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How to Stop Snoring

Don’t let snoring ruin your relationship or a good night’s sleep. Learn what causes snoring and how you can cure it.

Woman snoring in bed

What causes snoring?

Just about everyone snores occasionally, and it’s usually not something to worry about. Snoring happens when you can’t move air freely through your nose and throat during sleep. This makes the surrounding tissues vibrate, which produces the familiar snoring sound. People who snore often have too much throat and nasal tissue or “floppy” tissue that is more prone to vibrate. The position of your tongue can also get in the way of smooth breathing.

If you regularly snore at night it can disrupt the quality of your sleep—leading to daytime fatigue, irritability, and increased health problems. And if your snoring keeps your partner awake, it can create major relationship problems too. Thankfully, sleeping in separate bedrooms isn’t the only remedy for snoring. There are many effective solutions that can help both you and your partner sleep better at night and overcome the relationship problems caused when one person snores.

Since people snore for different reasons, it’s important to understand the causes behind your snoring. Once you understand why you snore, you can find the right solutions to a quieter, deeper sleep—for both you and your partner.

Common causes of snoring

Age. As you reach middle age and beyond, your throat becomes narrower, and the muscle tone in your throat decreases. While you can’t do anything about growing older, lifestyle changes, new bedtime routines, and throat exercises can all help to prevent snoring.

Being overweight or out of shape. Fatty tissue and poor muscle tone contribute to snoring. Even if you’re not overweight in general, carrying excess weight just around your neck or throat can cause snoring. Exercising and losing weight can sometimes be all it takes to end your snoring.

The way you’re built. Men have narrower air passages than women and are more likely to snore. A narrow throat, a cleft palate, enlarged adenoids, and other physical attributes that contribute to snoring are often hereditary. Again, while you have no control over your build or gender, you can control your snoring with the right lifestyle changes, bedtime routines, and throat exercises.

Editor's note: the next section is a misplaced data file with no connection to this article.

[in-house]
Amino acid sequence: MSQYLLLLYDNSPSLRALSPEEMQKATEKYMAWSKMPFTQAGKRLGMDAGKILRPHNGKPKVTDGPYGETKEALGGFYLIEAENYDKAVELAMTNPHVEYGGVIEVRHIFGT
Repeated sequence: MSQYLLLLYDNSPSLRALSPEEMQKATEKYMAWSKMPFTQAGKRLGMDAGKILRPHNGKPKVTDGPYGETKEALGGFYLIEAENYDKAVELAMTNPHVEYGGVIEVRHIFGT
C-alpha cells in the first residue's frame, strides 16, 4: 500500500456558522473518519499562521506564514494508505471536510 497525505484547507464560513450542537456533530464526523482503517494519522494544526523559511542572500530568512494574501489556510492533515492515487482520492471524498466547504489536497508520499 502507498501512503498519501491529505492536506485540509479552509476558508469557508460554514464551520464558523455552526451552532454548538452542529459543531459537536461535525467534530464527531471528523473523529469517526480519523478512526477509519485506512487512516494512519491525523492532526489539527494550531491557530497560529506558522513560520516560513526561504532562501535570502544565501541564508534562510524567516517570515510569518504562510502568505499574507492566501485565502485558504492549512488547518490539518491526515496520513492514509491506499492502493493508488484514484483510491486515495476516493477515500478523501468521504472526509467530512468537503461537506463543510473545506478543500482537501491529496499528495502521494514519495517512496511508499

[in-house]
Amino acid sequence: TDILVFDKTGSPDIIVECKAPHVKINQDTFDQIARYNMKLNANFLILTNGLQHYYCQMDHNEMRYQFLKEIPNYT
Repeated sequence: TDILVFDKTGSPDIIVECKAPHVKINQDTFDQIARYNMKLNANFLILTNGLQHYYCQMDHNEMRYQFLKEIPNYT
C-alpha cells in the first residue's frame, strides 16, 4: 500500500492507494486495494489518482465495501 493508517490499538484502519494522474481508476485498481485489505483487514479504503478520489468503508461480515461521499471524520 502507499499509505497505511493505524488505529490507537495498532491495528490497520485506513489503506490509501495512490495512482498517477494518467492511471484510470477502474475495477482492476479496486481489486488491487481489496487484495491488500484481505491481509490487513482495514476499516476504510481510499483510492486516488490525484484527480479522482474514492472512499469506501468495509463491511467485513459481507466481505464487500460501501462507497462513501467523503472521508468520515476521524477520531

Nasal and sinus problems. Blocked airways or a stuffy nose make inhalation difficult and create a vacuum in the throat, leading to snoring.

Alcohol, smoking, and medications. Alcohol intake, smoking, and certain medications, such as tranquilizers like lorazepam (Ativan) and diazepam (Valium), can increase muscle relaxation leading to more snoring.

Sleep posture. Sleeping flat on your back causes the flesh of your throat to relax and block the airway. Changing your sleep position can help.

Ruling out more serious causes

Snoring could indicate sleep apnea, a serious sleep disorder where your breathing is briefly interrupted many times each night. Normal snoring doesn’t interfere with the quality of your sleep as much as sleep apnea, so if you’re suffering from extreme fatigue and sleepiness during the day, it could be an indication of sleep apnea or another sleep-related breathing problem. Call your doctor if you or your sleep partner have noticed any of the following red flags:

  • You snore loudly and heavily and are tired during the day.
  • You stop breathing, gasp, or choke during sleep.
  • You fall asleep at inappropriate times, such as during a conversation or a meal.

Linking the cause of your snoring to the cure

Monitoring your snoring for patterns can often help you pinpoint the reasons why you snore, what makes it worse, and how to go about stopping it. To identify important patterns, it helps to keep a sleep diary. If you have a sleep partner, they can help you fill it in. If you sleep alone, set up a camera to record yourself at night.

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